11 naturalized in time for Veterans Day


U.S. District Court for the NMI Chief Judge Ramona Manglona administered the oath of allegiance to 11 newly naturalized U.S citizens during a special naturalization ceremony yesterday in celebration of Veterans Day.  (KIMBERLY B. ESMORES)

The U.S. District Court for the NMI swore in 11 new U.S. citizens yesterday, just in time for the national celebration of Veterans Day on Friday.

U.S. District Court for the NMI Chief Judge Ramona V. Manglona administered the oath of citizenship for the 11 new Americans in a special naturalization ceremony yesterday. They are Emily Corpuz Balboa, Helene Ritos Conde, Devina Lantican Esteves, Rowena Ibarra Jocson, You Jin Jun, Wilailuk Vorapol Miller, Teresita Ureta Namauleg, Michael Marin Romero, Shirin Mustafa Shakir, Maria Caroline Cudiamat Tamparong, and Cornelio Garcia Viernes.

Manglona encouraged the new citizens to not only enjoy the many new privileges that come with their newfound citizenship, but to also perform their duties and responsibilities as citizens.

“As U.S. citizens, you can now vote. It may be too late for you, guys, to partake in this election, but in future elections. In doing so, you will also be registered with the court and we can summon you for jury duty. These are duties and responsibilities of a U.S. citizen that I strongly encourage you all to perform,” she said.

In closing the ceremony, guest speaker Joe McDoulett, judge advocate of the Veterans of Foreign Wars Post 3457, congratulated each new citizen on completing their citizenship journey.

He stated that this naturalization ceremony is special because it is wedged between two holidays: Veterans Day, and CNMI Citizenship Day which was celebrated last Friday.

“Your naturalization is wedged in between two holidays. Yes, Veterans Day is coming on Friday, but last Friday we celebrated CNMI Citizenship Day. Similar to what you, guys, have gone through, it was a hard process for the citizens of the Northern Mariana Islands to get their citizenship too,” he said.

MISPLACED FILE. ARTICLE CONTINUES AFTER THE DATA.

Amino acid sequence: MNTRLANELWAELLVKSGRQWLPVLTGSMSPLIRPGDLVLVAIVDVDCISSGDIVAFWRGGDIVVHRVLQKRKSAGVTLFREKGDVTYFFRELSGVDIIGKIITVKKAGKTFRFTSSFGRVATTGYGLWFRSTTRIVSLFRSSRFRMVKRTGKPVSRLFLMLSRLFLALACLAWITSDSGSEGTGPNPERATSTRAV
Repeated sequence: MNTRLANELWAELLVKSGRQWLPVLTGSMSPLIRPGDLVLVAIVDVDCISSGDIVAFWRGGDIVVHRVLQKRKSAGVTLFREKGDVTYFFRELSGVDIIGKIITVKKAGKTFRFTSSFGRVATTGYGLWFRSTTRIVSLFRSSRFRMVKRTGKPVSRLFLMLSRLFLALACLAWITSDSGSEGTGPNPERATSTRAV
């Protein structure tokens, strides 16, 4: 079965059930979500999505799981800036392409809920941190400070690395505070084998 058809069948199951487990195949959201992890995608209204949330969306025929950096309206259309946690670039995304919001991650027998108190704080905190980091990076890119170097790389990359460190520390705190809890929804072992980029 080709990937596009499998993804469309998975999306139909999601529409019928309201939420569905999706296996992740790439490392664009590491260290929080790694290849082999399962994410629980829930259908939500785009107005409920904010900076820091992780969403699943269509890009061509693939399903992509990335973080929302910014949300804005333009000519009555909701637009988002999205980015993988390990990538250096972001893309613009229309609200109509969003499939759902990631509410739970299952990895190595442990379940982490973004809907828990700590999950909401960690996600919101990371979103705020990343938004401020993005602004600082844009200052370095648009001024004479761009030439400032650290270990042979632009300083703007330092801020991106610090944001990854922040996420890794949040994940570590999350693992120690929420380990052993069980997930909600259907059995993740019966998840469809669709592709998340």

McDoulett noted the hardships that many islanders faced in the past in their journey to citizenship, much like the newly naturalized citizens.

“On Nov. 3, 1986, President Ronald Reagan signed a proclamation and made all of the citizens of the rural American islands citizens of the United States. They celebrate that every year. It was important for me to note that they struggled. It didn’t just happen. It was a long process. Like them, your process was awesome. I don’t think people realize how difficult it is to become a U.S. citizen,” he said.

McDoulett deems naturalization to be important because, like many veterans, the newly naturalized citizens chose the United States and swore an oath to protect it.

“This is important to me because there are many people that are born to citizenship. However, very few of those people have sworn an oath to the United States. Very few. And just like veterans have sworn their allegiance to the United States, to its Constitution to protect us, so have you all. So that’s why for a veteran coming up on Veterans Day, I salute you,” he said.

Kimberly Bautista Esmores | Reporter
Kimberly Bautista Esmores has covered a wide range of news beats, including the community, housing, crime, and more. She now covers sports for the Saipan Tribune. Contact her at kimberly_bautista@saipantribune.com.

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